I wouldn’t necessarily go by the predictions of groundhogs Punxsutawney Phil and Staten Island Chuck, who both said this week that we’re going to have an early spring. For one thing, how can a regional groundhog give a forecast for an entire nation? Second, I don’t even think either of these animals have meteorology degrees. Though that’s never stopped Al Roker.

I wouldn’t necessarily go by the predictions of groundhogs Punxsutawney Phil and Staten Island Chuck, who both said this week that we’re going to have an early spring. For one thing, how can a regional groundhog give a forecast for an entire nation? Second, I don’t even think either of these animals have meteorology degrees. Though that’s never stopped Al Roker.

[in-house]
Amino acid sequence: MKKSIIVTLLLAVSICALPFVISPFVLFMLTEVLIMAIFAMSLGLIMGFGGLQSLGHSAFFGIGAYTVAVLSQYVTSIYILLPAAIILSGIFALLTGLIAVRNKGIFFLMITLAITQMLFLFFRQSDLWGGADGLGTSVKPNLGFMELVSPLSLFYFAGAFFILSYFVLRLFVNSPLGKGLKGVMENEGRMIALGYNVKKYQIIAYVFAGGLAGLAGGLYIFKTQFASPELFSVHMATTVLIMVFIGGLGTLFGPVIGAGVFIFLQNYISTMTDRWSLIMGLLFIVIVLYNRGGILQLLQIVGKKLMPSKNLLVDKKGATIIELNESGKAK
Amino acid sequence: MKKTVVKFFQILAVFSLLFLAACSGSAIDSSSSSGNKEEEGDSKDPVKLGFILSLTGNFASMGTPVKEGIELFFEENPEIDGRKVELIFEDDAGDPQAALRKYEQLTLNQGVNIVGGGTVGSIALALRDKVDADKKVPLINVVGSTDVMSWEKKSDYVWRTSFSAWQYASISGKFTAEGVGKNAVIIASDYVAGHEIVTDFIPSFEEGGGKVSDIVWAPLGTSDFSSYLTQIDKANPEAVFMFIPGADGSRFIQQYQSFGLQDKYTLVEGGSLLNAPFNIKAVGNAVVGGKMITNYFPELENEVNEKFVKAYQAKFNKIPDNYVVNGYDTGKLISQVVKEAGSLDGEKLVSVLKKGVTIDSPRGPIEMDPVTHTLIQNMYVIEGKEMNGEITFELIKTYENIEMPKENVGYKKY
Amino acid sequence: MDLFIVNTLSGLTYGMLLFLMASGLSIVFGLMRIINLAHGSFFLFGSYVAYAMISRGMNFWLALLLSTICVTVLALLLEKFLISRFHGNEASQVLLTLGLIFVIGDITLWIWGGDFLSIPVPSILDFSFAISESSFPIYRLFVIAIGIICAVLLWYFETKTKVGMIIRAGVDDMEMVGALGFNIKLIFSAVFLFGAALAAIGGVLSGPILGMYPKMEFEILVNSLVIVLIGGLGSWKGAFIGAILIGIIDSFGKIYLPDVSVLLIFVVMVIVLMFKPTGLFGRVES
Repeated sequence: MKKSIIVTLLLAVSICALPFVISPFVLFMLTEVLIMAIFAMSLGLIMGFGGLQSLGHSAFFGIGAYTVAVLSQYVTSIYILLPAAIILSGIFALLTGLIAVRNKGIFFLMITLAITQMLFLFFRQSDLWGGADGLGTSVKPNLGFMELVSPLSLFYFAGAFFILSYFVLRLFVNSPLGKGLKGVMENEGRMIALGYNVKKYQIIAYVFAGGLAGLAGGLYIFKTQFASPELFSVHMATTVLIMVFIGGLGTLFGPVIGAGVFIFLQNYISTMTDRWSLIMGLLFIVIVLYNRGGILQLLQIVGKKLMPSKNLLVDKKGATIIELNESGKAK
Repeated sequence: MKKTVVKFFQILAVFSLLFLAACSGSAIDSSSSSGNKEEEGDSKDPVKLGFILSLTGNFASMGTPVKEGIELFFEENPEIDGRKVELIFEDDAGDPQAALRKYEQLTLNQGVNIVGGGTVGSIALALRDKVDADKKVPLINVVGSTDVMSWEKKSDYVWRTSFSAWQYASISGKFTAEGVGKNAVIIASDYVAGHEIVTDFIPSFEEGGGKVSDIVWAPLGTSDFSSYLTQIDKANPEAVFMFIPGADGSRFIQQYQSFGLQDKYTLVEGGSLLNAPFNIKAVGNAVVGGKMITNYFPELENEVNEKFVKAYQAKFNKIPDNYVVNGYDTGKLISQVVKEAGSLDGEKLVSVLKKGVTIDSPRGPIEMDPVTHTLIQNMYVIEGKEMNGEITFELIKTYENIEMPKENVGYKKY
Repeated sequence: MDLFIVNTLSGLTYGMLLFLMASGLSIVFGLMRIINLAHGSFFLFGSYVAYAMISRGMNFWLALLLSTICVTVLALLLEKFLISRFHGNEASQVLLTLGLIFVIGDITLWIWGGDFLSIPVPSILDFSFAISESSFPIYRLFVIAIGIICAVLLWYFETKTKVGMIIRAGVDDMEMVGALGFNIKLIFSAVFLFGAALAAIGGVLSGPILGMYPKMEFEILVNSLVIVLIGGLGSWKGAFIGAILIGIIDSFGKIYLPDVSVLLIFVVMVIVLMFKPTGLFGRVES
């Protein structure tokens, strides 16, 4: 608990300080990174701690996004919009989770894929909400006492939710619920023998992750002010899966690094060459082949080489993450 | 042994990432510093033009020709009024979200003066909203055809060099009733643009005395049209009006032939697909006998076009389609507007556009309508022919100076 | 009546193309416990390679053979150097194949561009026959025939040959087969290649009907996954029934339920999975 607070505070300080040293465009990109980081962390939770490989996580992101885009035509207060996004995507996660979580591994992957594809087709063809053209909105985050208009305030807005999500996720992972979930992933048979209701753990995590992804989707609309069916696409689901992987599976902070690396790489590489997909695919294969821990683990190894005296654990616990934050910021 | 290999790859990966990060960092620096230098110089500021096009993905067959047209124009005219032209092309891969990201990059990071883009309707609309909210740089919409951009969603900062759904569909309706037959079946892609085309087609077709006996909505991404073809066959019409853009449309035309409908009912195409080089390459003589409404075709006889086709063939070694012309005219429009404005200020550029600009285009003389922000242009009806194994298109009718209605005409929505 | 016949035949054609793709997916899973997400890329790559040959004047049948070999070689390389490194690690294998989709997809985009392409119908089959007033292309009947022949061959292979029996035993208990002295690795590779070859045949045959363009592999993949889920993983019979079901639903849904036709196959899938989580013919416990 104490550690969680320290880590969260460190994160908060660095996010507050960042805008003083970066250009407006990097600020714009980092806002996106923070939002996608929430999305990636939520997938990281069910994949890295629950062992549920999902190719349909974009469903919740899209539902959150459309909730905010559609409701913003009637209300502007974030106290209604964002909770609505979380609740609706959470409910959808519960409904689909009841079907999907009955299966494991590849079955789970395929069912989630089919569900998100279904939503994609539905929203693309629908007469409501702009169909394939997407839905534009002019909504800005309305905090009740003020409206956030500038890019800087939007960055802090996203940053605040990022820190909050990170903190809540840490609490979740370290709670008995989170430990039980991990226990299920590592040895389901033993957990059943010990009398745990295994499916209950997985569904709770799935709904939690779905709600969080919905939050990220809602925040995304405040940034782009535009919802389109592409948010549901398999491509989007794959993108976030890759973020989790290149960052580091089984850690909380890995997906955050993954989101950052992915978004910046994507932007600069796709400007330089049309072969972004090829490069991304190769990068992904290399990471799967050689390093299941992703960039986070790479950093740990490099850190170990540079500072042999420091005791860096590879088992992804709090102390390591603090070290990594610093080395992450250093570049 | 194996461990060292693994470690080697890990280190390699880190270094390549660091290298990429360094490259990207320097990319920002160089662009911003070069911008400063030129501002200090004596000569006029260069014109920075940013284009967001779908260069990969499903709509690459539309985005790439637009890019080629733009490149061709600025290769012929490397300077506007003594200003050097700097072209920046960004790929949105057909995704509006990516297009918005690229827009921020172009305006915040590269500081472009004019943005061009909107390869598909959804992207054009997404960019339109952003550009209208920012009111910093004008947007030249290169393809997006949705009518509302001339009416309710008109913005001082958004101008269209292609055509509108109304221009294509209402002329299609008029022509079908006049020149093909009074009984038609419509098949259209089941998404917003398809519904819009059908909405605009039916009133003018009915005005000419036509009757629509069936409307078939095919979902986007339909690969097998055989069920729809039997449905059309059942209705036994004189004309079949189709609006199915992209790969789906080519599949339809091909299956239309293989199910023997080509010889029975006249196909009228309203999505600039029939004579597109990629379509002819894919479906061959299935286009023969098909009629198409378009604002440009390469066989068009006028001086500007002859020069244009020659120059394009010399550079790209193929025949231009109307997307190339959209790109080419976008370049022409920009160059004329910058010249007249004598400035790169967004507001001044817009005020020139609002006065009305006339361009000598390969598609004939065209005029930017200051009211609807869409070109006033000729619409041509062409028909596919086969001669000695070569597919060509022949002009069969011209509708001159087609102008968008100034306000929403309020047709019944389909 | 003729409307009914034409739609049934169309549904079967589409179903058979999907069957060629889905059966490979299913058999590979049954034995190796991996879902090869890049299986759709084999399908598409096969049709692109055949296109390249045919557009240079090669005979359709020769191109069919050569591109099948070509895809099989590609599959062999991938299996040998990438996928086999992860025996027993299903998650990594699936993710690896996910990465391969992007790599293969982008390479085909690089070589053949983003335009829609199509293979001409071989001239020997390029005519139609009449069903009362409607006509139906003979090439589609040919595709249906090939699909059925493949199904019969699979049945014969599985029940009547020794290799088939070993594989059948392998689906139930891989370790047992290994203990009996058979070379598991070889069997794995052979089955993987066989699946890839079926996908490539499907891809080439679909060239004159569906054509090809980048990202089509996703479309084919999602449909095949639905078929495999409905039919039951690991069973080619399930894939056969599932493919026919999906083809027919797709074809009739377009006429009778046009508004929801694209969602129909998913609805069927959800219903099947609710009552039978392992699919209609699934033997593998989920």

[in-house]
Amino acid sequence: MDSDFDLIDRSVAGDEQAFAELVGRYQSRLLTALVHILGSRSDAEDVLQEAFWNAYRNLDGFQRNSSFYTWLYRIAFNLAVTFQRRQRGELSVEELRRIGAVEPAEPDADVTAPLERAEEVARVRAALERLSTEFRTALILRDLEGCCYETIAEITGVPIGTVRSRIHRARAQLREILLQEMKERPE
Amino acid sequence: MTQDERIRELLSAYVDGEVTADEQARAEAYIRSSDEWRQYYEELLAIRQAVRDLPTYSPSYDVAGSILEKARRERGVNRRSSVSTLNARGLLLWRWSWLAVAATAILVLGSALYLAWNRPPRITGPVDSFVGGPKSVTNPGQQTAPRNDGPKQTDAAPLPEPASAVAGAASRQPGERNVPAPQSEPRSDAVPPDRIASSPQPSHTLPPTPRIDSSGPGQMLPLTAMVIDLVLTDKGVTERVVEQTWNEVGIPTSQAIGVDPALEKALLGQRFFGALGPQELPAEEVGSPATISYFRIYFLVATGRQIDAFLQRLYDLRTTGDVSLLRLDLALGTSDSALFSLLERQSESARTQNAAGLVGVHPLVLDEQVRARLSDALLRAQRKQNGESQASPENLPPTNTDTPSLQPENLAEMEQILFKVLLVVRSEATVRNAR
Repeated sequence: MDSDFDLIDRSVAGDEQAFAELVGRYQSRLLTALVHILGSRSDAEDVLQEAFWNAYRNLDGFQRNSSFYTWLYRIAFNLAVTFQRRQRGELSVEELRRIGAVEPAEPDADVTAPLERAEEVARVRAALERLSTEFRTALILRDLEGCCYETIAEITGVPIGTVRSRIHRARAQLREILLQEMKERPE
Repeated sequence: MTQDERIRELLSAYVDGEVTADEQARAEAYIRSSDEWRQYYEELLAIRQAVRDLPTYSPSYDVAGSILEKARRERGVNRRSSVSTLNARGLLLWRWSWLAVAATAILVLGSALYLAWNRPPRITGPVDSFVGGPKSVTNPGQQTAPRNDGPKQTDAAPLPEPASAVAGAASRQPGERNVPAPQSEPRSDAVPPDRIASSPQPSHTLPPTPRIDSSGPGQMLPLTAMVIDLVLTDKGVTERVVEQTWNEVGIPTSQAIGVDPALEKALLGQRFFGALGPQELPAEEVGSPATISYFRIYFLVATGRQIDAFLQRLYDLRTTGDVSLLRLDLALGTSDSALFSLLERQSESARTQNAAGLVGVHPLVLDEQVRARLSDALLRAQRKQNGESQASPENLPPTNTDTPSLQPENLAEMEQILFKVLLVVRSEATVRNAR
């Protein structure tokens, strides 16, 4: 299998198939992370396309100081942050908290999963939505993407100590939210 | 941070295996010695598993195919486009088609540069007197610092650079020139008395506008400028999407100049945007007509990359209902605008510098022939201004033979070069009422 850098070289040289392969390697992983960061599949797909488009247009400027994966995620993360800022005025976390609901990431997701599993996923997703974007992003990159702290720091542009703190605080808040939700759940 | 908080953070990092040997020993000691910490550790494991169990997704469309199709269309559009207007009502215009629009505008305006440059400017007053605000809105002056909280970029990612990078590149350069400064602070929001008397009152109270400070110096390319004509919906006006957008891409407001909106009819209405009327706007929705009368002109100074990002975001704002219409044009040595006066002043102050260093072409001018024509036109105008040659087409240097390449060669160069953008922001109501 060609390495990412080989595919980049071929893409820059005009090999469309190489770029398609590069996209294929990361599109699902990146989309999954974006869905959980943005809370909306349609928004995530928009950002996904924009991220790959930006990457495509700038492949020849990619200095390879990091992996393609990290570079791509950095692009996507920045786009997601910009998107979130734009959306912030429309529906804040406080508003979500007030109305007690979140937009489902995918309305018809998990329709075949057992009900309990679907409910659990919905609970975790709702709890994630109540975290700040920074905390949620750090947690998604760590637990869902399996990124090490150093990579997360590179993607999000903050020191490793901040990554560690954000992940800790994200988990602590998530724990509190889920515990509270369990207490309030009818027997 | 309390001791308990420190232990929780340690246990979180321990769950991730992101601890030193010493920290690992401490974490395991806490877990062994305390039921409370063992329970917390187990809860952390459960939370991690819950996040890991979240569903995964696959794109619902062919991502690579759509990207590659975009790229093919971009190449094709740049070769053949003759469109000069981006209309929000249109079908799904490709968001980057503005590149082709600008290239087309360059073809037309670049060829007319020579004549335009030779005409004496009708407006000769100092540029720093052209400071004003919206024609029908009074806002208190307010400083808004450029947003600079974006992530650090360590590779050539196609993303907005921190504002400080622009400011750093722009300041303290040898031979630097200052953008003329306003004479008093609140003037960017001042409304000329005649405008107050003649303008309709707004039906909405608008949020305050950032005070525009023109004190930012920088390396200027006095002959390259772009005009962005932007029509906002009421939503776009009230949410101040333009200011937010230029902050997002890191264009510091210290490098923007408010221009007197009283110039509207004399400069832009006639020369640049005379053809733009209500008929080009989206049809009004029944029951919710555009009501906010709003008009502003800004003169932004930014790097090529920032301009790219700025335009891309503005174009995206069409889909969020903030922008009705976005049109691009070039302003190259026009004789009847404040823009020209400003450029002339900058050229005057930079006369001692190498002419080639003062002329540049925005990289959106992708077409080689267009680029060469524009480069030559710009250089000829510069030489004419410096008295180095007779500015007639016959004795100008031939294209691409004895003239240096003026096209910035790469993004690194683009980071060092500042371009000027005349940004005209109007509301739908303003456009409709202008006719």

I wouldn’t necessarily go by the predictions of groundhogs Punxsutawney Phil and Staten Island Chuck, who both said this week that we’re going to have an early spring. For one thing, how can a regional groundhog give a forecast for an entire nation? Second, I don’t even think either of these animals have meteorology degrees. Though that’s never stopped Al Roker.

Google Buys

What’s the significance of $6006.13? More on that in a moment.

Have you ever forgotten to renew your domain name and when you go to do it you find out that someone has already grabbed it? That can also happen to multibillion-dollar international companies too.

For some reason, the domain was available to buy last September, so a former Google employee bought it for $12.00. And the funniest part is that he bought it on Google’s own registration page! It only lasted a minute though, as the system figured out what had happened and canceled the transaction.